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Minerals. Definition: A mineral is. naturally occurring Made by Mother Nature -it is NOT man made!. An inorganic material (It is NOT and has NEVER been living). It is NOT a liquid It is NOT a gas. It is a SOLID. It has a crystalline structure when examined under a microscope.

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definition a mineral is
Definition: A mineral is
  • naturally occurring

Made by Mother Nature

-it is NOT man made!

slide3
An inorganic material

(It is NOT and has

NEVER been living)

it has a crystalline structure when examined under a microscope
It has a crystalline structure when examined under a microscope

It has either a

  • cubic
  • hexagonal
  • orthorhombic
  • monoclinic
  • triclinic

or

  • tetragonal

Crystalline Structure

it has a definite chemical composition
It has a definite chemical composition
  • Every atom of the mineral has the same chemical formula
  • For example:

Halite: NaCl

Galena: PbS

Fluorite: CaF2

Talc: Mg3Si4O10(OH)2

a mineral is
naturally occurring

inorganic

solid

crystalline structure

chemical composition

Now

I

See

Crystal

Clear.

A mineral is:
classification of minerals
Classification of minerals

HARDNESS

  • Geologists use the Mohs Hardness Scale to determine a mineral’s hardness.
  • The Mohs Hardness Scale ranks a mineral’s hardness from 1-10 with 1 being the softest ( can scratch it with your fingernail) and 10 being the hardest (cannot be scratched by any other substance).
  • The mineral with a Mohs Hardness Scale of 1 is talc.
  • The mineral with a Mohs Hardness Scale of 10 is diamond.
color
Color
  • Color is a physical property of a mineral.
  • It is NOT a dependable way to classify minerals because many minerals may have the same color.

Examples:

  • Gold and pyrite are both gold.
  • Quartz may be rosy pink, white, purple, gray or yellowy.
streak
Streak
  • A mineral’s streak is the color it leaves behind when scratched on an unglazed tile called a streak plate.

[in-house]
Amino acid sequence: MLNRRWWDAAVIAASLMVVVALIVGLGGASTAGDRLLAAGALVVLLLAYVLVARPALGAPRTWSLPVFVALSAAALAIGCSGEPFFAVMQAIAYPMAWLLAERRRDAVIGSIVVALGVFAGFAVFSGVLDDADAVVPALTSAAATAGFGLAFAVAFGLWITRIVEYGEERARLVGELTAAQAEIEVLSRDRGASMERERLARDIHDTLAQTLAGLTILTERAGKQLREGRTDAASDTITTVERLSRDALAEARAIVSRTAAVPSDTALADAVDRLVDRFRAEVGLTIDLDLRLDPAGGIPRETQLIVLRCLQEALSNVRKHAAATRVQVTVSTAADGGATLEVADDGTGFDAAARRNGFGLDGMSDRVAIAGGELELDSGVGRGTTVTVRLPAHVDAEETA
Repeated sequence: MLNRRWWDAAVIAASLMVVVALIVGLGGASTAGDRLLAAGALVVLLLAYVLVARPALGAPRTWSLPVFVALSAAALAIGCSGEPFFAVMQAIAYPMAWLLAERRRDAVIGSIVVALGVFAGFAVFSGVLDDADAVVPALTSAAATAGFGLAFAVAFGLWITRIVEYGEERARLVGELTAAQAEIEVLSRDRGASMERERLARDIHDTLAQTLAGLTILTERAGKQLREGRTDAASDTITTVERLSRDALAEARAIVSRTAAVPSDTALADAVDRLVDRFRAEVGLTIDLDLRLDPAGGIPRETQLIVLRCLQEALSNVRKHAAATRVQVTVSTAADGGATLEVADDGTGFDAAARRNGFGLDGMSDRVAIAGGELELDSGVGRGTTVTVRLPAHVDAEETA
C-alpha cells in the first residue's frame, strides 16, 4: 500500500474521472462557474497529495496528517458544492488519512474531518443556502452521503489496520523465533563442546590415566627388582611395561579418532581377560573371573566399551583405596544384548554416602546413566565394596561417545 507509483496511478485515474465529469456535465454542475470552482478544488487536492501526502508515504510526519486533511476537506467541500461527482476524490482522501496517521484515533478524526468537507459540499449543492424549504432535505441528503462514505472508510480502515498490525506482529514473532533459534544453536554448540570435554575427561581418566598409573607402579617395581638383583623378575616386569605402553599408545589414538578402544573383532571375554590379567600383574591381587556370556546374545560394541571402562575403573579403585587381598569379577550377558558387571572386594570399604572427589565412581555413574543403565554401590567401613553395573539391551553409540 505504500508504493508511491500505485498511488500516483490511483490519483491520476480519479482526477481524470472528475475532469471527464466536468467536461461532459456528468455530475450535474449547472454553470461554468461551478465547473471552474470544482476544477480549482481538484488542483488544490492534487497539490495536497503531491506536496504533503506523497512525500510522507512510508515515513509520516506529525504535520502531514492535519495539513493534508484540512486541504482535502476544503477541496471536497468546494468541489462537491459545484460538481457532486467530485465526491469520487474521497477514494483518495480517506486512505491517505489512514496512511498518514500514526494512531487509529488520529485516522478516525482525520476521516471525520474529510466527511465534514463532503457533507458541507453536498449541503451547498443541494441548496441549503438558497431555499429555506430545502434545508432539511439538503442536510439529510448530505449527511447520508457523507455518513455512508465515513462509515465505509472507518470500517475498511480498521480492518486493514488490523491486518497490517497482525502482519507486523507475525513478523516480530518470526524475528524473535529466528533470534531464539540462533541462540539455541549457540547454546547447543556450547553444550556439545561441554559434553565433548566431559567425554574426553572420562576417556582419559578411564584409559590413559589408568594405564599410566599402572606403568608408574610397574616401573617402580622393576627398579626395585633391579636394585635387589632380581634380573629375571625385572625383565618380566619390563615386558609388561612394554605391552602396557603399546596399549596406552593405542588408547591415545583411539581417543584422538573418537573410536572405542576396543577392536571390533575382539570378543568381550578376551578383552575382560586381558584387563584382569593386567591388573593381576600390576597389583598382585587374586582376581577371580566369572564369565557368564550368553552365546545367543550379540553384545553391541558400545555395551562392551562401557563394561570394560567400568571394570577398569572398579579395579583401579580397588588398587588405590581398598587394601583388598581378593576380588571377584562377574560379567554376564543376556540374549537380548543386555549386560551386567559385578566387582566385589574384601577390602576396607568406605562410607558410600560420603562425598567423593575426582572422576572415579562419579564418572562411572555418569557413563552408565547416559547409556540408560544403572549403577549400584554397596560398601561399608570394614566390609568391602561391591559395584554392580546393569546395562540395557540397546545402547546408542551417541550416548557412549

• A mineral’s streak is the color of its powder.
luster
Luster
  • A mineral’s luster describes how the mineral reflects light.

Examples:

  • Minerals that are metals are shiny.
  • Quartz has a glassy luster.
  • Talc has a greasy luster.
density
Density
  • Each mineral has its own characteristic density. That is why density is an excellent way to identify a mineral.
  • Density refers to a mineral’s mass per unit of volume.
  • Geologists use a balance to determine a mineral’s mass and water displacement with a graduated cylinder to determine its volume.
  • Density is expressed in units called grams per cubic centimeter.
  • The formula for calculating the density of a mineral (or any substance) is its mass divided by its volume.
cleavage and fracture
Cleavage and Fracture
  • Cleavage refers to a mineral’s ability to split along flat surfaces. (String cheese has cleavage along a regular surface.)
  • Fracture refers to a mineral’s ability to break along irregular surfaces. (Tearing a piece of paper is an example of what this looks like.)
special properties
Special Properties
  • Some minerals have magnetic properties. That means that they are attracted to magnets.
  • Some minerals are fluorescent. That means that they glow under ultra violet (UV) light.
  • Some minerals are radioactive. They cause a Geiger counter to be set off.
  • Other minerals have electrical properties. Quartz produces a slight electrical current when pressure is applied to it.